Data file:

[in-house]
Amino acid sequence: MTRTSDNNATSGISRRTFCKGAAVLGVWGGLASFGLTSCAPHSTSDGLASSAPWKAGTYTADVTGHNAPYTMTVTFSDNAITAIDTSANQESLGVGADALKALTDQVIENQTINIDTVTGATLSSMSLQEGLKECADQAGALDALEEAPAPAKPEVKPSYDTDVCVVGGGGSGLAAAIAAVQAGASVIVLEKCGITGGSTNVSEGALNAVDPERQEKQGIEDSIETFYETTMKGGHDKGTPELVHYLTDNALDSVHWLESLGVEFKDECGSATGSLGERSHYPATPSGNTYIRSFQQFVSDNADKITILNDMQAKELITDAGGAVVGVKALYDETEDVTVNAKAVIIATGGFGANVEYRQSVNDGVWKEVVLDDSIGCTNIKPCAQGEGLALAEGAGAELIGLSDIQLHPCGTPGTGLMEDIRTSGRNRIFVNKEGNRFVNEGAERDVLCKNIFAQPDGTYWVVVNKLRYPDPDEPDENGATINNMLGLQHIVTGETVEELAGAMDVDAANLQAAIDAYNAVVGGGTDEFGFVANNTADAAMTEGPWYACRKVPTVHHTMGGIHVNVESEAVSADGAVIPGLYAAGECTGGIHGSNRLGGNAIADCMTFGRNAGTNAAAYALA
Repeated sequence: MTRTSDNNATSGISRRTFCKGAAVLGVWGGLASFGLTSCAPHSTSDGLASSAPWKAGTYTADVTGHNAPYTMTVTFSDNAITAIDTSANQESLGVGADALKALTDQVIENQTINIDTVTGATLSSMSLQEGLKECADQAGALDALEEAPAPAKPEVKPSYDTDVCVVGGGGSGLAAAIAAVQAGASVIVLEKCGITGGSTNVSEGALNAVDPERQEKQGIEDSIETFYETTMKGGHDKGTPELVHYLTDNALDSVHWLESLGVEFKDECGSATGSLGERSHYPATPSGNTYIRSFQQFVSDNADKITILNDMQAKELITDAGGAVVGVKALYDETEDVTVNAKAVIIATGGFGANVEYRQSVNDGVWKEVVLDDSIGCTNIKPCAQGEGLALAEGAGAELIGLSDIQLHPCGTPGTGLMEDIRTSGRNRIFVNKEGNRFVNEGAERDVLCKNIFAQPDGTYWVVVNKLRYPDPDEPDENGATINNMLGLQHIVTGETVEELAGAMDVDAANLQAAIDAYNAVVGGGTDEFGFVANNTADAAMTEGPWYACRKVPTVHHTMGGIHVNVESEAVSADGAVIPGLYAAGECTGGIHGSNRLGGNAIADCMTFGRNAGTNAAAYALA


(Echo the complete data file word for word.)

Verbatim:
[in-house]
Amino acid sequence: MTRTSDNNATSGISRRTFCKGAAVLGVWGGLASFGLTSCAPHSTSDGLASSAPWKAGTYTADVTGHNAPYTMTVTFSDNAITAIDTSANQESLGVGADALKALTDQVIENQTINIDTVTGATLSSMSLQEGLKECADQAGALDALEEAPAPAKPEVKPSYDTDVCVVGGGGSGLAAAIAAVQAGASVIVLEKCGITGGSTNVSEGALNAVDPERQEKQGIEDSIETFYETTMKGGHDKGTPELVHYLTDNALDSVHWLESLGVEFKDECGSATGSLGERSHYPATPSGNTYIRSFQQFVSDNADKITILNDMQAKELITDAGGAVVGVKALYDETEDVTVNAKAVIIATGGFGANVEYRQSVNDGVWKEVVLDDSIGCTNIKPCAQGEGLALAEGAGAELIGLSDIQLHPCGTPGTGLMEDIRTSGRNRIFVNKEGNRFVNEGAERDVLCKNIFAQPDGTYWVVVNKLRYPDPDEPDENGATINNMLGLQHIVTGETVEELAGAMDVDAANLQAAIDAYNAVVGGGTDEFGFVANNTADAAMTEGPWYACRKVPTVHHTMGGIHVNVESEAVSADGAVIPGLYAAGECTGGIHGSNRLGGNAIADCMTFGRNAGTNAAAYALA
Repeated sequence: MTRTSDNNATSGISRRTFCKGAAVLGVWGGLASFGLTSCAPHSTSDGLASSAPWKAGTYTADVTGHNAPYTMTVTFSDNAITAIDTSANQESLGVGADALKALTDQVIENQTINIDTVTGATLSSMSLQEGLKECADQAGALDALEEAPAPAKPEVKPSYDTDVCVVGGGGSGLAAAIAAVQAGASVIVLEKCGITGGSTNVSEGALNAVDPERQEKQGIEDSIETFYETTMKGGHDKGTPELVHYLTDNALDSVHWLESLGVEFKDECGSATGSLGERSHYPATPSGNTYIRSFQQFVSDNADKITILNDMQAKELITDAGGAVVGVKALYDETEDVTVNAKAVIIATGGFGANVEYRQSVNDGVWKEVVLDDSIGCTNIKPCAQGEGLALAEGAGAELIGLSDIQLHPCGTPGTGLMEDIRTSGRNRIFVNKEGNRFVNEGAERDVLCKNIFAQPDGTYWVVVNKLRYPDPDEPDENGATINNMLGLQHIVTGETVEELAGAMDVDAANLQAAIDAYNAVVGGGTDEFGFVANNTADAAMTEGPWYACRKVPTVHHTMGGIHVNVESEAVSADGAVIPGLYAAGECTGGIHGSNRLGGNAIADCMTFGRNAGTNAAAYALA